We have three kids at home. Only three. I know you know this, but I find it helpful to remind myself constantly from time to time. There are only three of them, but sometimes it feels like we are parenting in the middle of a Friday-night rave or Daytona Beach during spring break.

We had things under control, however tenuously, until last week when Stow figured out how to escape from our elaborately constructed child-proofing. By "elaborately constructed child-proofing" I mean a cheap sofa hastily purchased at IKEA to block the archway between the playroom and the living room. I know there are extra wide baby gates out there, but the sofa was cheaper, and it opens into a(n extremely uncomfortable) guest bed. You know my hyper-frugality requires me to buy multipurpose items when at all possible. Couch = Bed = Makeshift Baby Gate. That's three for one! Score! It seemed like such an elegant solution. Until it wasn't. And it wasn't at 5:15 p.m. last Saturday when I was cooking dinner and looked down to find Stow right underfoot. I put him back into the playroom and seconds later, he was under my feet again. After that, there was no going back. None.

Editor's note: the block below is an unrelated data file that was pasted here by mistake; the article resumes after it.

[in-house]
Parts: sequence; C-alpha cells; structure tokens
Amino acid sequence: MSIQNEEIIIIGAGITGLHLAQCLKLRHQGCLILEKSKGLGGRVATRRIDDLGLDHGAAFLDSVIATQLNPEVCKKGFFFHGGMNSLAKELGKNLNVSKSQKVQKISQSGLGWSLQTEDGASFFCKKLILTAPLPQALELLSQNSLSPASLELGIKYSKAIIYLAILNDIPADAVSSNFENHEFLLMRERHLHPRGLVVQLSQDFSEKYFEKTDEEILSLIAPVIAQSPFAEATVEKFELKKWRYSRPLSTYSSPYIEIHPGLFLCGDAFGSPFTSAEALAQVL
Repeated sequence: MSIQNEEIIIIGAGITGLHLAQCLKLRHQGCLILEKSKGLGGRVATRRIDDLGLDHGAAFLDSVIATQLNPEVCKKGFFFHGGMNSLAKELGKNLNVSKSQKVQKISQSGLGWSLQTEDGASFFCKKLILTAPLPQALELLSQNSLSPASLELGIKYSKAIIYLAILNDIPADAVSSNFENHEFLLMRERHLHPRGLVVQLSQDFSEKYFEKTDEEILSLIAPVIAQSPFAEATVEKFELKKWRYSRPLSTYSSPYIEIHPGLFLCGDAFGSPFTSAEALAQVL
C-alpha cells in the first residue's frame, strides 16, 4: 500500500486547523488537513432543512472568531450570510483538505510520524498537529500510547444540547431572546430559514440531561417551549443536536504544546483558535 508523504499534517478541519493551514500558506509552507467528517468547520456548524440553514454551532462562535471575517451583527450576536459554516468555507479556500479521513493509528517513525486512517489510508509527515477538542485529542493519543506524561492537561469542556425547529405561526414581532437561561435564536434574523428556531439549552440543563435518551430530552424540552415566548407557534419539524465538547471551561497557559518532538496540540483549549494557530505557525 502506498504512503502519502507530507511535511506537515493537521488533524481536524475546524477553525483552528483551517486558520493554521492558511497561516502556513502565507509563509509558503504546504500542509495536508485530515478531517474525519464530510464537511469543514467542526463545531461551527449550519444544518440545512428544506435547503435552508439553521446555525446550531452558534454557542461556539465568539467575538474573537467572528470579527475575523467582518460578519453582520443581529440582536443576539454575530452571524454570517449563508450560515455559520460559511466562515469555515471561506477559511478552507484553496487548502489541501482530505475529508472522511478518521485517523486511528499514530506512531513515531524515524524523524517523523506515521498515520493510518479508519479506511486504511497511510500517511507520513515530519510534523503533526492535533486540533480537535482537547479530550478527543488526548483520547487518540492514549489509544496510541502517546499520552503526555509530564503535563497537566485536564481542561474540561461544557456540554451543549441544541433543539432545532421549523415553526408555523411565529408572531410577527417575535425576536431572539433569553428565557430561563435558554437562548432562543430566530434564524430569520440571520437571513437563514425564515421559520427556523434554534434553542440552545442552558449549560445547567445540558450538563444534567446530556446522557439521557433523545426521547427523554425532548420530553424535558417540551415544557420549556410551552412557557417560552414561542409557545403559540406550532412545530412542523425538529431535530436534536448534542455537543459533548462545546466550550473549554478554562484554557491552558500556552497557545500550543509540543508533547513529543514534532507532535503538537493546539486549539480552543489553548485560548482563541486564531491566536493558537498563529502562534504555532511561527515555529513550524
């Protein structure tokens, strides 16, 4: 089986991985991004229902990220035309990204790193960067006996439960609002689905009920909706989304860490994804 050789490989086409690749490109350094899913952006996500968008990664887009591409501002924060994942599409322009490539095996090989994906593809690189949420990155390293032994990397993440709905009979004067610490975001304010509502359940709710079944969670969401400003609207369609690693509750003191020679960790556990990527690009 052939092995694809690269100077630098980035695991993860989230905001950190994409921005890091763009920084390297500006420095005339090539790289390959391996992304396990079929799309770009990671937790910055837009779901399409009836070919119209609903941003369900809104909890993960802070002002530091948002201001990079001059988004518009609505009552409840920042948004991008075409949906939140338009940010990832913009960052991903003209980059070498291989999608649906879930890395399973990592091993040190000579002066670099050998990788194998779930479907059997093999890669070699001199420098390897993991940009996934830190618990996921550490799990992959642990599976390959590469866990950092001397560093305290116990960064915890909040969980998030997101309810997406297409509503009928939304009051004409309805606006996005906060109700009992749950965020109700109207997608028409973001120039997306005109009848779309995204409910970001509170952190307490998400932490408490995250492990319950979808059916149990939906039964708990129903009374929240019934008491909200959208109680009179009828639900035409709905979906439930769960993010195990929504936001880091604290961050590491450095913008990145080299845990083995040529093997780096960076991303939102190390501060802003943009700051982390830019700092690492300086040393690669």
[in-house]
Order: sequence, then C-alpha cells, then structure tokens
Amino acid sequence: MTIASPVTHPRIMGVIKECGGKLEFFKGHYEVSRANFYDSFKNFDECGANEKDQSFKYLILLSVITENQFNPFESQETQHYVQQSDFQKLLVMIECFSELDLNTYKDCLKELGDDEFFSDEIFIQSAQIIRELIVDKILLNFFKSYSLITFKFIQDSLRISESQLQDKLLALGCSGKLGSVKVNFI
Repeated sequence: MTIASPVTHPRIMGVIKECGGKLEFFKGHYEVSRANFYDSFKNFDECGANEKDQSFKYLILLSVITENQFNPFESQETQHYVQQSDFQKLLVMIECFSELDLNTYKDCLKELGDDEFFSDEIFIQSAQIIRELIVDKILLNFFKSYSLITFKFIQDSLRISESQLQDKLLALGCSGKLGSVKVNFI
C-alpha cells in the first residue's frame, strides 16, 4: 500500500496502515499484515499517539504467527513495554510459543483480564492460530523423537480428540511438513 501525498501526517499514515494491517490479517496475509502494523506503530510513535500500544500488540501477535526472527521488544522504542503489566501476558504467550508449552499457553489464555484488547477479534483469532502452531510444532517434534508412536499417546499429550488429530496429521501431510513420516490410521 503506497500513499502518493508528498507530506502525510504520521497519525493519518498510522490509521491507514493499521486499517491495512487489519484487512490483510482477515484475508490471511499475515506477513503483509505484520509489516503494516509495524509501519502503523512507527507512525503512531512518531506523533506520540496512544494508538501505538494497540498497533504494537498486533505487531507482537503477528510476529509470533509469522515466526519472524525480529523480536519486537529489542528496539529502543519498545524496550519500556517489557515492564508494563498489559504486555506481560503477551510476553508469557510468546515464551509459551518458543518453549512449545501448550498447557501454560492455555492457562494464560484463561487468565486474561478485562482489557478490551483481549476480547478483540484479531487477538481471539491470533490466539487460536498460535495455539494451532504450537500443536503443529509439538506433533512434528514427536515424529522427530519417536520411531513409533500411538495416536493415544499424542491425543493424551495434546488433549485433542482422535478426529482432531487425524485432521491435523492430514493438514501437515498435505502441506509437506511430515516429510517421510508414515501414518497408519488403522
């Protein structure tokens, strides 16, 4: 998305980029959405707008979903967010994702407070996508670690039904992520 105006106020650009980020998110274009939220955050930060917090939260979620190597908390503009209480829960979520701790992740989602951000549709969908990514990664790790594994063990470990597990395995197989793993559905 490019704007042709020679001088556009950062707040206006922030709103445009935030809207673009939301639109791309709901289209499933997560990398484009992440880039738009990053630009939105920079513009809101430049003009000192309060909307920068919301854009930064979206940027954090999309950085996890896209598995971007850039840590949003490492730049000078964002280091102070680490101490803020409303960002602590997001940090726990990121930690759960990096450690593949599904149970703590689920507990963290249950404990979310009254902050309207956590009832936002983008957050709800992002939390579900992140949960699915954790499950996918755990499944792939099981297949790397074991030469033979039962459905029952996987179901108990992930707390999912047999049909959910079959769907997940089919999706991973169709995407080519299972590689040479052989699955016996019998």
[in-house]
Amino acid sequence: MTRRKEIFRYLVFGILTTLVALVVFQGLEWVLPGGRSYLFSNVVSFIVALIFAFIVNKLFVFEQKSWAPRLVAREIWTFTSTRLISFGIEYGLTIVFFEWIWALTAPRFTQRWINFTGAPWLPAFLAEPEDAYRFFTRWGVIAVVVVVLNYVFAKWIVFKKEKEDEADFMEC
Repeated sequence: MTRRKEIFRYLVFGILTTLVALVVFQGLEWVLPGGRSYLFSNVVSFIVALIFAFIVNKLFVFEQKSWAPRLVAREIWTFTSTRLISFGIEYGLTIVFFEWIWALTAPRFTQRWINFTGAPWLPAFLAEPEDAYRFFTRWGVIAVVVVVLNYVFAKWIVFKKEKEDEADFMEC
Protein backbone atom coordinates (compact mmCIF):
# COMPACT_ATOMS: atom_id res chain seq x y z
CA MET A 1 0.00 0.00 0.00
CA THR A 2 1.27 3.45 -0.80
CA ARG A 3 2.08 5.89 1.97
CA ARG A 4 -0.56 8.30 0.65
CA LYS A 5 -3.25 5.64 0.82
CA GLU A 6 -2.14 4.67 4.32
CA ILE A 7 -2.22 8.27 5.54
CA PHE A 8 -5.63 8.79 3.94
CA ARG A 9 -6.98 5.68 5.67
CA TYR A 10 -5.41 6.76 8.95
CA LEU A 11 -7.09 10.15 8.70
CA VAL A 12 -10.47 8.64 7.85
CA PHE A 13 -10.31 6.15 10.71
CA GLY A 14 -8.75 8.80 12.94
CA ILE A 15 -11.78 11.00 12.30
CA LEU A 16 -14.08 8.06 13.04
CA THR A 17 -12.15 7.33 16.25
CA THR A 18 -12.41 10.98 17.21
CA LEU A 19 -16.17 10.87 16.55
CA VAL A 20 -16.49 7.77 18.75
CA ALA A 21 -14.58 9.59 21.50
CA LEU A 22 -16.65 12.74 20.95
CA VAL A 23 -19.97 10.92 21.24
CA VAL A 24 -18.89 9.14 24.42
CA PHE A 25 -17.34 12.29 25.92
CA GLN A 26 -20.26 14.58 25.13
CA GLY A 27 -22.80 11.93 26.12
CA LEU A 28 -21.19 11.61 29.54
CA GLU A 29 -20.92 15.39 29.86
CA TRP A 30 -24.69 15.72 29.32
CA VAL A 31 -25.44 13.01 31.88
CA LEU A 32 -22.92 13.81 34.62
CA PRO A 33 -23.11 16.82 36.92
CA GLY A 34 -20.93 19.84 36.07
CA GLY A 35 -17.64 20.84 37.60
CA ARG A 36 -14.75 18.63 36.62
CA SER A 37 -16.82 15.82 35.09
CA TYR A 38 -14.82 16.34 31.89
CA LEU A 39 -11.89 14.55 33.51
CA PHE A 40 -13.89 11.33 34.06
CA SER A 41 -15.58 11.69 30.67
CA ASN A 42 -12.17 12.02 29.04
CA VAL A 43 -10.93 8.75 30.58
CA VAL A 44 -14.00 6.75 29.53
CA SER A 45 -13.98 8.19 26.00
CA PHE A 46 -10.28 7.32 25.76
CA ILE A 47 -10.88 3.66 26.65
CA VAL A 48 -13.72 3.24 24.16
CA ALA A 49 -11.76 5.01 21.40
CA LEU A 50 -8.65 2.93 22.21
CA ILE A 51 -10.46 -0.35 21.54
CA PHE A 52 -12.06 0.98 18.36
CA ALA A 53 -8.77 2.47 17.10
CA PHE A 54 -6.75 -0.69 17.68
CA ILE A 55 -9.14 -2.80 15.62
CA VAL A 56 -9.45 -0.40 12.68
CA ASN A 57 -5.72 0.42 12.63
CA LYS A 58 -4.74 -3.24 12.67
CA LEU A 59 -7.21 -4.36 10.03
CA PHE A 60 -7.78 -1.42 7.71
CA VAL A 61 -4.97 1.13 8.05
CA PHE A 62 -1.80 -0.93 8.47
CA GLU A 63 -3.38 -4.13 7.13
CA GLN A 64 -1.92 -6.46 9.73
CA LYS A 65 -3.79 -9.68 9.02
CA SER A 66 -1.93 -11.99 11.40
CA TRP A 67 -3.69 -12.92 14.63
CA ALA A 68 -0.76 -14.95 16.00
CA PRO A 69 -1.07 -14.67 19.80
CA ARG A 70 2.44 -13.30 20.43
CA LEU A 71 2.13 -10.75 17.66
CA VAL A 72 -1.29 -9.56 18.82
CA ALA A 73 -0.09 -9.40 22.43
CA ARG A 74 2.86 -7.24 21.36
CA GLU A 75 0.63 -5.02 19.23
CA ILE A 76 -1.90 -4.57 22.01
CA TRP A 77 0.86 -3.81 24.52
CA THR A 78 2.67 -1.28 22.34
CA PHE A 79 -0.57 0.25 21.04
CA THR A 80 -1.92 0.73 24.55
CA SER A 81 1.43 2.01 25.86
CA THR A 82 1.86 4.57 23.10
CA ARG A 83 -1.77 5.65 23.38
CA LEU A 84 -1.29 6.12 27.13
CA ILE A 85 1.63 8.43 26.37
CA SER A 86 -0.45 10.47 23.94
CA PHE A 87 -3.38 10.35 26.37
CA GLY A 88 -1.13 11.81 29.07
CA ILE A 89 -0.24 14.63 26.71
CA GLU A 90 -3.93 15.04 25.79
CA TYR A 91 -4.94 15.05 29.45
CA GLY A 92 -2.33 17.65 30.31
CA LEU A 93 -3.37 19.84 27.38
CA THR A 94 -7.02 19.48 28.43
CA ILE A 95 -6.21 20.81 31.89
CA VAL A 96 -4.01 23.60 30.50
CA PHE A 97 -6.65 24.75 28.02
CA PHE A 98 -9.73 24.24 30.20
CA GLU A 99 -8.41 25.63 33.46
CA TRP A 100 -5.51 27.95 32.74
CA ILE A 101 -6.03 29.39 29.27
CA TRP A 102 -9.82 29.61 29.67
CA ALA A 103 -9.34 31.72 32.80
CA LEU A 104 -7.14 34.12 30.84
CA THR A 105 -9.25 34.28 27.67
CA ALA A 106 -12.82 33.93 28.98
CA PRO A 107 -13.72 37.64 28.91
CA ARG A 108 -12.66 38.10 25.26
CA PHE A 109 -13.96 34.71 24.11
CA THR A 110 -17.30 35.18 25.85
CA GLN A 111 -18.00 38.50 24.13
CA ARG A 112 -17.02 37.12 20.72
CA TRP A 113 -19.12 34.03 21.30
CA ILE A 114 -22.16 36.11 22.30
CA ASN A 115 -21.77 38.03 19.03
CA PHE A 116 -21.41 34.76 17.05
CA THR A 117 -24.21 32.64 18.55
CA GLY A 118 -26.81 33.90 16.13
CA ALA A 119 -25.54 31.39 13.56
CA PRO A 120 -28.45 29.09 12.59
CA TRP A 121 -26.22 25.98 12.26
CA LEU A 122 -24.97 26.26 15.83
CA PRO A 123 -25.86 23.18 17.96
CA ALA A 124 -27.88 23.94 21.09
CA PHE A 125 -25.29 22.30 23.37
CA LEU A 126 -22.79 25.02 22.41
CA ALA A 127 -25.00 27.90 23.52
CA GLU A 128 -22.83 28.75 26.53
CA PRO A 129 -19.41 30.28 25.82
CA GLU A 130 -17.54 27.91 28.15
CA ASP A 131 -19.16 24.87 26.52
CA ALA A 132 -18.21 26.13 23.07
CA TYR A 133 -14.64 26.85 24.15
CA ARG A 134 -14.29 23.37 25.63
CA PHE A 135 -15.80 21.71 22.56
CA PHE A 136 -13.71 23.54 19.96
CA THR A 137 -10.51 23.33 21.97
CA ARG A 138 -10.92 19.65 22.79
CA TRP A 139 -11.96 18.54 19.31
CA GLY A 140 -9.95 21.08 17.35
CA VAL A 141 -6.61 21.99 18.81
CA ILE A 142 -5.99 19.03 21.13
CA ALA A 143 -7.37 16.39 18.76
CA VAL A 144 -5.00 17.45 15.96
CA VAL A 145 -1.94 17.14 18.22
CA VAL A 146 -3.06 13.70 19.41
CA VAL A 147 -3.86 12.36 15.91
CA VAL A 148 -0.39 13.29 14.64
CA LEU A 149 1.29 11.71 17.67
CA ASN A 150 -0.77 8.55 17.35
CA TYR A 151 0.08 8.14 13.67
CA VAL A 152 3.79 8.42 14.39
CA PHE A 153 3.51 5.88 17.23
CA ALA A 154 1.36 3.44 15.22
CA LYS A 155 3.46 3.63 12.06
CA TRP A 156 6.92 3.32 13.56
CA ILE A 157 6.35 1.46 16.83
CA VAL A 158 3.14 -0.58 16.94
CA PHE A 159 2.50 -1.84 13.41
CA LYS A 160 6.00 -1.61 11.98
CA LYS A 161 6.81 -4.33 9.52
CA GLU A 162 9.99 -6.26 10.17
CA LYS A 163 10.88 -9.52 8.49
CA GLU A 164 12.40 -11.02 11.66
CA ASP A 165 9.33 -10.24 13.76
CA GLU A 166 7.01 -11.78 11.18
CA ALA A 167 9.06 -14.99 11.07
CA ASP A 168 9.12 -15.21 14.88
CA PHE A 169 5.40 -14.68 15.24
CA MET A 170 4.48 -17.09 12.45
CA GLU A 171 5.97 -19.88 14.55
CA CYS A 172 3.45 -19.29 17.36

Stow waiting for his chance. Don't let his innocent puzzle play fool you. It took a few tries to catch him in the act, but when I did, I was surprised to learn that not only can he get up and over the back of the couch, he can also scale down the unstable, unattached shelf just on the other side of that wall. Needless to say, we moved the shelf, but we haven't been able to stop the escapes.
Here's the thing, we weren't confining Stow to the playroom to keep him out from under our feet, though that was certainly a desirable side effect. We were keeping him there because it kept him safe.  Safe from the wild world of Pink and Sky "playing" together, safe from Skyrific meltdowns, safe from all the stuff in the living room he could so easily pull down onto his head. Plus, there's a word that describes what happens when all three kids get together unmonitored by adults. Unfortunately, I can't type it here (hint, it starts with "cluster"), but the bedlam that ensues when they are all three alone together is another reason I liked to keep Stow trapped safely nearby.

You might think I'm exaggerating.

I assure you I am not. He's only been wandering freely for three days, but the impact has been hard to ignore.